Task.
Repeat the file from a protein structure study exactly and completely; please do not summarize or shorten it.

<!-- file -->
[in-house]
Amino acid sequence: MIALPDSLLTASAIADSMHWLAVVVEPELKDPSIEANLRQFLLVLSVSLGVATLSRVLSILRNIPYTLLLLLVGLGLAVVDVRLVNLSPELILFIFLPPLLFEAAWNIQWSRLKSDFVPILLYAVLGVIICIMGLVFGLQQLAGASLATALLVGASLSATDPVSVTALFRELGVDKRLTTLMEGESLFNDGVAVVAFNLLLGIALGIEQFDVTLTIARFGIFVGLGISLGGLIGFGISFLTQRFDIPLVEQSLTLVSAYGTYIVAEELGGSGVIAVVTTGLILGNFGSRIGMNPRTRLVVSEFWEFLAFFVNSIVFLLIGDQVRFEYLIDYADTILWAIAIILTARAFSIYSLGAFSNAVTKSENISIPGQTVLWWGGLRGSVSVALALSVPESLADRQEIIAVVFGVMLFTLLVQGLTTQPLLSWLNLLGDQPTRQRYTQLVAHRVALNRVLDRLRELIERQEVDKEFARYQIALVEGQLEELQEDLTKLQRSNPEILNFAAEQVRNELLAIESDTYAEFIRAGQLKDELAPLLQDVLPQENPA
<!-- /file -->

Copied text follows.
[in-house]
Amino acid sequence: MIALPDSLLTASAIADSMHWLAVVVEPELKDPSIEANLRQFLLVLSVSLGVATLSRVLSILRNIPYTLLLLLVGLGLAVVDVRLVNLSPELILFIFLPPLLFEAAWNIQWSRLKSDFVPILLYAVLGVIICIMGLVFGLQQLAGASLATALLVGASLSATDPVSVTALFRELGVDKRLTTLMEGESLFNDGVAVVAFNLLLGIALGIEQFDVTLTIARFGIFVGLGISLGGLIGFGISFLTQRFDIPLVEQSLTLVSAYGTYIVAEELGGSGVIAVVTTGLILGNFGSRIGMNPRTRLVVSEFWEFLAFFVNSIVFLLIGDQVRFEYLIDYADTILWAIAIILTARAFSIYSLGAFSNAVTKSENISIPGQTVLWWGGLRGSVSVALALSVPESLADRQEIIAVVFGVMLFTLLVQGLTTQPLLSWLNLLGDQPTRQRYTQLVAHRVALNRVLDRLRELIERQEVDKEFARYQIALVEGQLEELQEDLTKLQRSNPEILNFAAEQVRNELLAIESDTYAEFIRAGQLKDELAPLLQDVLPQENPA